Being a frequent globe trotter, I’m always baffled and amused by the great variety of cultural norms, particularly when it comes to diet. For years I traveled to China on business, where I tried out rat meat. Carrie and I love going to Thailand, where it’s not unheard of to eat dog. The French enjoy – as do many European cultures – frogs’ legs, snails and horse. Scandinavians relish fermented herring (not a pleasure I share). Many cultures around the world eat insects, grubs and all manner of meat. But every culture has its taboos. Here in the States, horse is certainly the biggest taboo.
Why don’t we eat horse? It’s nutritious.
Make no mistake. I’m not making an argument in favor of eating horse. I’m simply asking out of curiosity. Why don’t we eat horse? Having a vegetarian son and a semi-vegetarian wife, discussions about sentient beings, animal welfare, and cultural standards are frequent in our household. For example, why do we consider cows to be perfectly acceptable plate fixins’ when they are capable of learning, forming bonds, and are in fact quite intelligent? Sure, perhaps they’re a little less sensitive than horses and they like to stand around (I guess), but that doesn’t seem like a rigorous argument to me at all. We think of horses as pets, but the truth is we have no problem grinding them up for other uses. Horse farming is a booming business. And we all know the old glue jokes. If the thought of horse meat horrifies you, you should know we already produce a whole lot of it – we just sell it overseas, where people think nothing of tucking into a sizzling plate of whinny.
Arguments against horse meat consumption usually include the following:
– Horses have feelings/are advanced animals. And pigs aren’t?
– Horses are traditionally pets or workers. So are many other types of livestock.
– It’s just wrong. Feeling something is wrong doesn’t make it so.
If we can set aside emotions for a moment, let’s ask ourselves why we choose to eat some animals’ flesh and not others. If you agree that animal flesh should be included in the diet (my personal view), why shouldn’t we eat horse? It’s high in protein, low in calories, tasty, and sanctioned by the USDA. I’m an advocate of red meat. I have no problem with saturated fat. Our cells are made of it, after all. Horse meat is one of the most nutritious red meats on the planet. Personally, I’m perfectly happy with my grass-fed beef, organic chicken, and wild fish. But I guess I like to think about these cultural idiosyncrasies and ask why we follow certain practices so resolutely, when there is little, if any, logical reason to do so.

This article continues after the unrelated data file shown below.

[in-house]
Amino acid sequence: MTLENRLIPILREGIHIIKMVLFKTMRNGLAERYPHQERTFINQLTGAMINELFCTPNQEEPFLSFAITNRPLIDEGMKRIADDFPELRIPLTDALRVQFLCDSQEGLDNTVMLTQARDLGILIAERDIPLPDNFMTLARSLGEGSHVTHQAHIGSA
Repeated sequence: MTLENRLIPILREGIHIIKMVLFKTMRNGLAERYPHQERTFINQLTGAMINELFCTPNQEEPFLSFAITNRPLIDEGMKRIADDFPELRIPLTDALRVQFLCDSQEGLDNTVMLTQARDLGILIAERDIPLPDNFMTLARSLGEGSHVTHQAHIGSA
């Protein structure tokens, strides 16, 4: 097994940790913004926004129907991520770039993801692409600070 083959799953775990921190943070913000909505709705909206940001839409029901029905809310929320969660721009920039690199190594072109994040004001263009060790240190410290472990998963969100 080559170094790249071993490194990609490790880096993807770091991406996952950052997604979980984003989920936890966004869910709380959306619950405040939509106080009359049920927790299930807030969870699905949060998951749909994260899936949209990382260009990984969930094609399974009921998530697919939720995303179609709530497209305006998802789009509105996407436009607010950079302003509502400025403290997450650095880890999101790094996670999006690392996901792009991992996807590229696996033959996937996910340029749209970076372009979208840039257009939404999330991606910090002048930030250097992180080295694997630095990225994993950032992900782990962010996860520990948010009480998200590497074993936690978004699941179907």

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Mark Sisson is the founder of Mark’s Daily Apple, godfather to the Primal food and lifestyle movement, and the New York Times bestselling author of The Keto Reset Diet. His latest book is Keto for Life, where he discusses how he combines the keto diet with a Primal lifestyle for optimal health and longevity. Mark is the author of numerous other books as well, including The Primal Blueprint, which was credited with turbocharging the growth of the primal/paleo movement back in 2009. After spending three decades researching and educating folks on why food is the key component to achieving and maintaining optimal wellness, Mark launched Primal Kitchen, a real-food company that creates Primal/paleo, keto, and Whole30-friendly kitchen staples.